Session 3 – Act 3 Scene 3
Morality and Symbolism.
This hour covers the murderer characters in the play: we will discuss the themes of morality, guilt, and identity, focusing upon the dramatic techniques of symbolism, pathetic fallacy and references to animals. We will practice incorporating quotes from elsewhere to develop an effective planning approach.
Session 4 – Act 3 Scene 4
Tyranny and Duty.
We will consider Shakespeare’s use of staging, irony and context as Macbeth’s descent into guilty madness strains his new identity as a suitable king and respected husband. Lady Macbeth dutifully struggles to lessen the Lords’ suspicion of Macbeth’s when her increasingly tyrannical husband spirals out of control.
Session 5 – Act 3 Scenes 5 and 6
Supernatural and Blame.
While Hecate blames the witches for leading Macbeth to sin without her permission, Lennox and a Lord discuss whether the princes are truly to blame for Duncan’s regicide, exposing a countrywide suspicion that Macbeth is responsible for unnatural events since. We will focus on the use of characters, plot, rhyming and motifs.
Macbeth Act 4
The fourth of five courses!
This course delves into further moving scenes within Act 4 of Shakespeare’s Macbeth. Continuing on with the play from our Act 3 course we will consider the importance of staging, audience responses and more characters like the witches, Ross, the Macduffs, the English king and Malcolm.
Session 1 – Act 4 Scene 1
By Act 4 Scene 1 the witches’ power over Macbeth is apparent. This extract will focus on the witches’ characterisations and of Jacobean attitudes towards witchcraft. It will also encourage students to consider how stage directions, songs, gesture and meter impacts both meaning and performance.
Session 2 – Act 4 Scene 1
Fate and Self-Control.
Macbeth’s discussion with the witches goes badly. Instead of receiving the reassurance that he had craved, the witches reveal that his actions have merely served Banquo’s line of succession, not his own. We will consider the importance of references to time, fate and self-control during this hour.
Session 3 – Act 4 Scene 2
Innocence and Loyalty.
This harrowing scene brings Macbeth’s monstrously guilty choice to ‘surprise’ Macduff’s innocent family into reality onstage. We will consider the significance of innocent characters in the play, before discussing instances of symbolism, the importance of tone of voice and boy actors in this class.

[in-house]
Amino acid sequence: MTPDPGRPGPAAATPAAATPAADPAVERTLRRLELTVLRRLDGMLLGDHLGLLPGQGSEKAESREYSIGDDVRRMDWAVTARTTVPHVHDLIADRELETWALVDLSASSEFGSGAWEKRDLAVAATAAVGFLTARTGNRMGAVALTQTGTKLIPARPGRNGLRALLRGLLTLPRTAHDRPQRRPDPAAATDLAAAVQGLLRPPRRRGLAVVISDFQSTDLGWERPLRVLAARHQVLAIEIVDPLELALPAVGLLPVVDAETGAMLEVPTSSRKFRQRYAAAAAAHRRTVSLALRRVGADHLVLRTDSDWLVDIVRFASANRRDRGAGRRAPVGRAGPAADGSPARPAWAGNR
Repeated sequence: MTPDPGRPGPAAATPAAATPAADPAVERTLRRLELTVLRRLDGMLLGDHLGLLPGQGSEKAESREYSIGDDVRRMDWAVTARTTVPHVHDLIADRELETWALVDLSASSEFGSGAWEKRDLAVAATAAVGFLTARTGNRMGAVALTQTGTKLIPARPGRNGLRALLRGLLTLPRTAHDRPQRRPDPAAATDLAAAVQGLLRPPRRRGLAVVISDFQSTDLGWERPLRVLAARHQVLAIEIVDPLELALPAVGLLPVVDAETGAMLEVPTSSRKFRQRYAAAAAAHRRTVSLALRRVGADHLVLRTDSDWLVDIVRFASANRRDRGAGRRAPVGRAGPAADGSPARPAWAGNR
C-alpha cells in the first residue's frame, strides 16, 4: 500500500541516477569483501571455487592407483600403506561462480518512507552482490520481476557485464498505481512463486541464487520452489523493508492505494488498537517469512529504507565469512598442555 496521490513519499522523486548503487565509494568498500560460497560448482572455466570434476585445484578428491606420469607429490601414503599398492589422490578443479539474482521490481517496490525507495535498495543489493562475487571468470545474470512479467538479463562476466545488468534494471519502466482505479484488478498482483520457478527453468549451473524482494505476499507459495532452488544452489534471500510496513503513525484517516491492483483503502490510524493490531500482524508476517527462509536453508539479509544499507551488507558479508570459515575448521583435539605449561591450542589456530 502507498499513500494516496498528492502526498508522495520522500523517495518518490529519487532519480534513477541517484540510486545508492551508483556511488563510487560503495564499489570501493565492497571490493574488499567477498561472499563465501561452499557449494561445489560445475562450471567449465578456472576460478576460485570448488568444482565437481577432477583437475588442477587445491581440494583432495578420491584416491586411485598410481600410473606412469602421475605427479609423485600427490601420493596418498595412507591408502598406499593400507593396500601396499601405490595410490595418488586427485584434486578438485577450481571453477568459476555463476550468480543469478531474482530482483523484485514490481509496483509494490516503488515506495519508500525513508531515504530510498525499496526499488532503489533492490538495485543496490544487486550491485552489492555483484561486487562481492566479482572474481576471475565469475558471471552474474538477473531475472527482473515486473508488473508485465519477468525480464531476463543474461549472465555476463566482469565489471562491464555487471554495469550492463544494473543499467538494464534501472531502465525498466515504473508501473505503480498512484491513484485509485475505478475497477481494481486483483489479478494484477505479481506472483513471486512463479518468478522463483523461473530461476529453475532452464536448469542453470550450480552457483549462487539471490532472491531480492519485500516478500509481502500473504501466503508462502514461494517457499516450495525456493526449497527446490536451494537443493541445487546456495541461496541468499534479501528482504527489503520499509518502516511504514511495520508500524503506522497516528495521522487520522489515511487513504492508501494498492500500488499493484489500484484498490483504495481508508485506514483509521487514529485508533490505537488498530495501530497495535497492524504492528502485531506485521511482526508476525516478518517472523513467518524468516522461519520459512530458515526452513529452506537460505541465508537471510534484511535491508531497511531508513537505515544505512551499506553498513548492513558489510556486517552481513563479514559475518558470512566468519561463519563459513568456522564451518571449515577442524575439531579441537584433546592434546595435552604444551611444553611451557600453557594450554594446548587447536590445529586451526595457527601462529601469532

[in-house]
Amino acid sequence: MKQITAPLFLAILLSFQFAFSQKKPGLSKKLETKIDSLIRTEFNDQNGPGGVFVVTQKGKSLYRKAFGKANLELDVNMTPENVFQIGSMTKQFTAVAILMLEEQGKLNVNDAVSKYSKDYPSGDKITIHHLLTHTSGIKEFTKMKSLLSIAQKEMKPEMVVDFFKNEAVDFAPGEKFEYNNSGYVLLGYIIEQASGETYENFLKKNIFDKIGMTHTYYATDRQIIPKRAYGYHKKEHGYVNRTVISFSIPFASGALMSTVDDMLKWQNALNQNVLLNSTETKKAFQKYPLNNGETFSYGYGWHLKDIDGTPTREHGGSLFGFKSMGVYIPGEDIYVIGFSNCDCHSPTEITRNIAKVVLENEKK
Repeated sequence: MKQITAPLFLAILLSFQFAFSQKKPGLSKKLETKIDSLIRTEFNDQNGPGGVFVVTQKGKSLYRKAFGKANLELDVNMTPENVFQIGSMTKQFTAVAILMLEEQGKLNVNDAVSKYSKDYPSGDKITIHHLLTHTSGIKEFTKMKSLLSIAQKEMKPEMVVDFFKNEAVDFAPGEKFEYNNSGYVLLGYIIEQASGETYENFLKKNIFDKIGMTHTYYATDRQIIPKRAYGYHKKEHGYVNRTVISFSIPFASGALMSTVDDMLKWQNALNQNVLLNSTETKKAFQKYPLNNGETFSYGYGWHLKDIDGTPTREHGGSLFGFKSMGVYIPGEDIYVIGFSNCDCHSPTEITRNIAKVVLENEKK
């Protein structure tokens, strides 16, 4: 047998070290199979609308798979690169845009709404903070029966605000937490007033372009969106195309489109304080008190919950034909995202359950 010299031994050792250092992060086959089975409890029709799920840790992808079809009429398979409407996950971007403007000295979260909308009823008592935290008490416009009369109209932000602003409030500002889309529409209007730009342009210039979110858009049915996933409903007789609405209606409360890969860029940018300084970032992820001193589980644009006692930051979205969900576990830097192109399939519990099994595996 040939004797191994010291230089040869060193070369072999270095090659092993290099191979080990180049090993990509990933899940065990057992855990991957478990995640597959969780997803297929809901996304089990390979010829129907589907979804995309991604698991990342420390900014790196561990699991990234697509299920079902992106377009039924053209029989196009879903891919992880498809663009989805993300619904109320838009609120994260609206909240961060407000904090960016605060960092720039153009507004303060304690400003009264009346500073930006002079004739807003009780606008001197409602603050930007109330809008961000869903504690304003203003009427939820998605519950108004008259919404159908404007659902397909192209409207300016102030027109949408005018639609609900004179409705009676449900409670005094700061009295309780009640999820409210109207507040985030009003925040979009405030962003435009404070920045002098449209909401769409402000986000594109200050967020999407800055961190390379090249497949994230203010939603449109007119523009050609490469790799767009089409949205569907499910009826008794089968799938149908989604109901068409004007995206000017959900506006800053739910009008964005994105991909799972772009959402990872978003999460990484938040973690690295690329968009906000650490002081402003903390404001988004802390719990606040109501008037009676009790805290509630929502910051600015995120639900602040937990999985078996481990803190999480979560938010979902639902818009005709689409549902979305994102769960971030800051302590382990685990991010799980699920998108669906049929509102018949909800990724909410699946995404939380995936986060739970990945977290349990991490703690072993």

Session 4 – Act 4 Scene 3
Honesty and Monarchy.
This scene is a pivotal moment for our understanding of Malcolm’s nature. In Act 2 he was innocent, young and honest. By Act 4 he reveals wisdom by not trusting everyone's word at face value as his father Duncan had. We will focus upon listing, personification and important links to elsewhere.
Session 5 – Act 4 Scene 3
Guilt and Revenge.
The end of Act 4 reveals painful events for Malcolm. Having read the extract aloud we will consider how Malcolm and Macduff handle their grief differently, focusing upon tone of voice, personification, the motif of birds, references to religion and their separate ways of avenging injustice.
Macbeth Act 5
The fifth and final class in this course series!
This last installment of the Macbeth course series brings our deep study of this Jacobean tragedy into fresh focus. We will explore the final nine scenes of the play in magnificently gory detail and reflect upon the importance of genre, language, context, staging, props and audience receptions.
Session 1 – Act 5 Scene 1
Guilt and Treason.
Lady Macbeth’s guilty conscience forces her to unwittingly reveal the horrendous treason each night. As the scene progresses, the doctor and gentlewoman realise that they are in a dangerous situation. They must choose to either morally ‘report’ Lady Macbeth or to amorally conceal her treasonous words.
Session 2 – Act 5 Scenes 2 & 3
Reputations and Fear.
As Malcolm’s thanes prepare for the imminent battle and Macbeth ‘fortifies’ his position at Dunsinane, we consider the importance of contrasting figurative language by the opponents, the importance of every reputation mentioned, and the key themes of fear, loyalty and power.
Session 3 – Act 5 Scenes 4 & 5
Tension and Irony.
The plot tension rises in Act 5 Scenes 4 and 5 as Malcolm reveals himself a clever, authoritative monarch just before Macbeth becomes extremely distracted by the horror of his wife’s unexpected death. We will focus upon dramatic irony and references to time and blame in this hour.
Session 4 – Act 5 Scenes 6 & 7
Courage and Honour.
These very brief scenes propel the plot into an atmosphere of swiftness and looming peril. Numerous avenging characters fill the scenes with a strong sense of Macbeth’s impending doom. The themes of courage and honour will be addressed alongside stage directions, figurative language and settings
Session 5 – Act 5 Scenes 8 & 9
Justice and Kingship.
The final scenes supposedly right Macbeth’s wrongs. Macduff avenges his family’s slaughter, killing the tyrannical Macbeth. Malcolm becomes Scotland's king. Macbeth’s tragic fall is depicted onstage as the prophecies are realised. We'll recap the act, then focus upon the cycle of kingship, hamartia, and historical backgrounds.